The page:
Crude Market Oscillating between bearish and bullish sentiments
- 25-Apr-2022 12:33 PM
- Journalist: Gabreilla Figueroa
Considering a well-developed relationship with volatility, the prices of Crude are on the rise again after rebounding from the lowest levels in late February. Oil prices have seen yet another wave of increased instability as the Russia-Ukraine situation enters its third month. Russian troops have intensified their attack on eastern Ukraine's Donbas region, prompting the Group of Seven nations' finance ministers and Central Bankers to declare that they aim to isolate Moscow from the global economy for its unjustified "war of aggression."
The crisis is expected to devolve into a war of attrition, with Russian officials hoping for the defenders to surrender after running out of food or ammunition while the attention switches to the Donbas. Trying to interpret the oil markets at this moment, however, is like looking into a clairvoyance. The European Union is still considering an embargo on Russian oil, but despite the lack of formal agreement, a number of consumers appear to be taking matters into their own hands by purchasing their Crude Oil from elsewhere, adding to the world market's general tightness.
Although there are still plenty of supply threats that may send oil prices surging, oil markets have been dominated by the bearish sentiment this week as a result of weakening Chinese demand and the prospect of a global economic downturn. The possibility of weaker global economic growth has weighed on crude prices, with the U.S. Federal Reserve hinting at a half-point rate hike at its next policy meeting in May and China's COVID difficulties growing ever lengthier, with Shanghai announcing yet another round of lockdowns. With the European Union (E.U.) considering oil sanctions against Russia and Libya on the verge of civil war, there are still upside risks, but for now, bearish sentiment is dragging prices lower.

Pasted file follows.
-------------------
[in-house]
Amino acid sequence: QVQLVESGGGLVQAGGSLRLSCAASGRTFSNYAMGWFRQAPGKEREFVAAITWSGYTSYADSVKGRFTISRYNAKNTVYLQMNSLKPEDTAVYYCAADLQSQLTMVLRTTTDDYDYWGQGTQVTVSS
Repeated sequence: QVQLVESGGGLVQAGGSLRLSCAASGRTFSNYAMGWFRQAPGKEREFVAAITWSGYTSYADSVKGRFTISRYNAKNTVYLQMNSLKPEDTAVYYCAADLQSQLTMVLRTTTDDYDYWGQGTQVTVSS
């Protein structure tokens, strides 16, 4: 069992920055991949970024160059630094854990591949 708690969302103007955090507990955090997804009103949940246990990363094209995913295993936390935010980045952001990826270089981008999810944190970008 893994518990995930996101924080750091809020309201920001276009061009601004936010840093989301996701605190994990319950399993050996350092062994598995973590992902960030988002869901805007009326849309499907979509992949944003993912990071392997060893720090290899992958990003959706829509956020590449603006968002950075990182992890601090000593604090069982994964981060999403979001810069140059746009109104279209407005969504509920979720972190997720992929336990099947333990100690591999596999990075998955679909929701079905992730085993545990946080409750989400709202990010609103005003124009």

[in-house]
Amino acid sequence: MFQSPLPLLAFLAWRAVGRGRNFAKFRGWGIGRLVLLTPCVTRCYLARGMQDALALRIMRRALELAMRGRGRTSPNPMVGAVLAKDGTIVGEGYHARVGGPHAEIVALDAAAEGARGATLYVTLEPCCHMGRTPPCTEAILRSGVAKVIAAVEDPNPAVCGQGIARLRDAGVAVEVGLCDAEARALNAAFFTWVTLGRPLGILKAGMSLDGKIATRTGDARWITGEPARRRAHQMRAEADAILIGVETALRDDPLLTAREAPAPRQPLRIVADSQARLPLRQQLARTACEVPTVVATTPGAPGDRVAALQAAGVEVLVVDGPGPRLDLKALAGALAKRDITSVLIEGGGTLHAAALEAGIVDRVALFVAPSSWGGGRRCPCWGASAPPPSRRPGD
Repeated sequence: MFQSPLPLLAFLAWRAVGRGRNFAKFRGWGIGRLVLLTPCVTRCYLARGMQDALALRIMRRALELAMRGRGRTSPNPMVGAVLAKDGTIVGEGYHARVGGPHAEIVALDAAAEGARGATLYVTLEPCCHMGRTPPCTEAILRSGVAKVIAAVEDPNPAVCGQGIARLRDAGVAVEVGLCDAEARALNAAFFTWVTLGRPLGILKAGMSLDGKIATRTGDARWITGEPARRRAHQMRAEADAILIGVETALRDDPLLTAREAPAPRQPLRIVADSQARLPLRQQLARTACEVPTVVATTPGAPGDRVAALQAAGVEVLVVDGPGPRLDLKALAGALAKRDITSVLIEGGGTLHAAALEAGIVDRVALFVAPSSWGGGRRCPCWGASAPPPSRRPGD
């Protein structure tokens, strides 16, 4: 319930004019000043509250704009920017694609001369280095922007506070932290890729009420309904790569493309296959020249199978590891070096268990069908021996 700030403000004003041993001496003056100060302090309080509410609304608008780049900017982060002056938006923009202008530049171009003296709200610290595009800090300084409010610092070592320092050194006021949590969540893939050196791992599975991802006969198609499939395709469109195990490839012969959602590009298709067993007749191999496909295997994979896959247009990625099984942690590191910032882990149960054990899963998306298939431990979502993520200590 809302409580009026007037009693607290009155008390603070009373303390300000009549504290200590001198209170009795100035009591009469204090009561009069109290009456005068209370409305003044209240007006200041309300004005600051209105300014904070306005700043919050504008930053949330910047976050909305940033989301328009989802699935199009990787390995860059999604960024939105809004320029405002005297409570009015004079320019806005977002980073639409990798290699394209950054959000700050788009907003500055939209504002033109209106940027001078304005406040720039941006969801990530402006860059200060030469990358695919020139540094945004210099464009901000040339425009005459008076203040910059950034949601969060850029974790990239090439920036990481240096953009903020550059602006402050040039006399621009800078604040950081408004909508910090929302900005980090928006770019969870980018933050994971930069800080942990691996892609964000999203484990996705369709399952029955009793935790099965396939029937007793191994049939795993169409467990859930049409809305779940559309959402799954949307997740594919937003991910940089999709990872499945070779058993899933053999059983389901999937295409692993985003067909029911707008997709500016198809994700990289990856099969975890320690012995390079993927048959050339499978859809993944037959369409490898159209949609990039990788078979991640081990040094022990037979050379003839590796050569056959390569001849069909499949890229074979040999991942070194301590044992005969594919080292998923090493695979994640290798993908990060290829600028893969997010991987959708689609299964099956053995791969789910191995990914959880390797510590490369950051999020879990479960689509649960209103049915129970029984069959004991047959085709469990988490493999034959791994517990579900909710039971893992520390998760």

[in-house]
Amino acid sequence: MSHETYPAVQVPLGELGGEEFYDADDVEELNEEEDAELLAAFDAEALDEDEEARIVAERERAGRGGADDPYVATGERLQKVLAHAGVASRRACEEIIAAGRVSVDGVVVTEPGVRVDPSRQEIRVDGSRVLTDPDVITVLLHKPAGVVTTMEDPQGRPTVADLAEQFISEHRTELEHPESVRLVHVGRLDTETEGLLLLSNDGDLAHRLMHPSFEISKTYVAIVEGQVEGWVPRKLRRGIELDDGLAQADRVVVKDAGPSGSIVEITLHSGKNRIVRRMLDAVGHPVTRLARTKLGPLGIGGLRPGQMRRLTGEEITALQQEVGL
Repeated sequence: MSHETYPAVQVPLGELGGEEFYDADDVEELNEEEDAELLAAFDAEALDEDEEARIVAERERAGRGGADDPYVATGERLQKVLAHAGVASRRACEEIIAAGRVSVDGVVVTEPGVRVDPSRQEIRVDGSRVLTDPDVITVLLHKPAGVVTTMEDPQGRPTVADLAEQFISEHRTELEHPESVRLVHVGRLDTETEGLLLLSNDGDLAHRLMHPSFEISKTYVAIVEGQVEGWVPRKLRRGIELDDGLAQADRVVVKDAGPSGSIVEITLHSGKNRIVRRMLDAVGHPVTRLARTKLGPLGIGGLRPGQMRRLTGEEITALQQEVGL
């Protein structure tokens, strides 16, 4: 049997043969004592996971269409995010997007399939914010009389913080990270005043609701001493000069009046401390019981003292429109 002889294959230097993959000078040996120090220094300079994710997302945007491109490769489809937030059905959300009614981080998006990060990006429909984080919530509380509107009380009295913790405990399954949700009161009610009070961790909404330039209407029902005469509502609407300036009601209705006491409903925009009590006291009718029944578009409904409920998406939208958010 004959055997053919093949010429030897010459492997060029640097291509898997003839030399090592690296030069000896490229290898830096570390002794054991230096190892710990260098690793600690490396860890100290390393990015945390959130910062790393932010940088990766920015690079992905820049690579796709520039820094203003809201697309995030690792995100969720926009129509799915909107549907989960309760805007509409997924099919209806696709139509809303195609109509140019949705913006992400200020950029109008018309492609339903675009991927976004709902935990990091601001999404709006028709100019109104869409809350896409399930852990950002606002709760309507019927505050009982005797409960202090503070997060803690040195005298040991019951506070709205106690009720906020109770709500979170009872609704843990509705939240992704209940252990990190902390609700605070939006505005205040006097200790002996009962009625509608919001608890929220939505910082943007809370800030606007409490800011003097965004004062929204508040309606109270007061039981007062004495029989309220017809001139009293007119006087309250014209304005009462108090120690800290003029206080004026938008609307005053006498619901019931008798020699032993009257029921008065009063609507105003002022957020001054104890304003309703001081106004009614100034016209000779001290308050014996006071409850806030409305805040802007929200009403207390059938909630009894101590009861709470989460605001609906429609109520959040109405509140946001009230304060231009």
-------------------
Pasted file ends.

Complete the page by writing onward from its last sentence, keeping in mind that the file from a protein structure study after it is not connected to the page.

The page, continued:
Perhaps there could be several reasons for the Crude market to be bullish rather than bearish. To begin with, U.S. oil and gas futures are becoming progressively bullish, with February 2023 natural gas futures trading above $7/MMBtu. Secondly, as countries across the world strive to replace Russian supplies in the aftermath of the Ukraine conflict, U.S. energy exports have reached new highs. The United States crude and petroleum exports soared to an all-time weekly high of 10.6 million b/d during the week ending April 15, according to data from the U.S. Energy Information Administration (EIA), with exports outnumbering imports by the highest in government data dating back to 1990.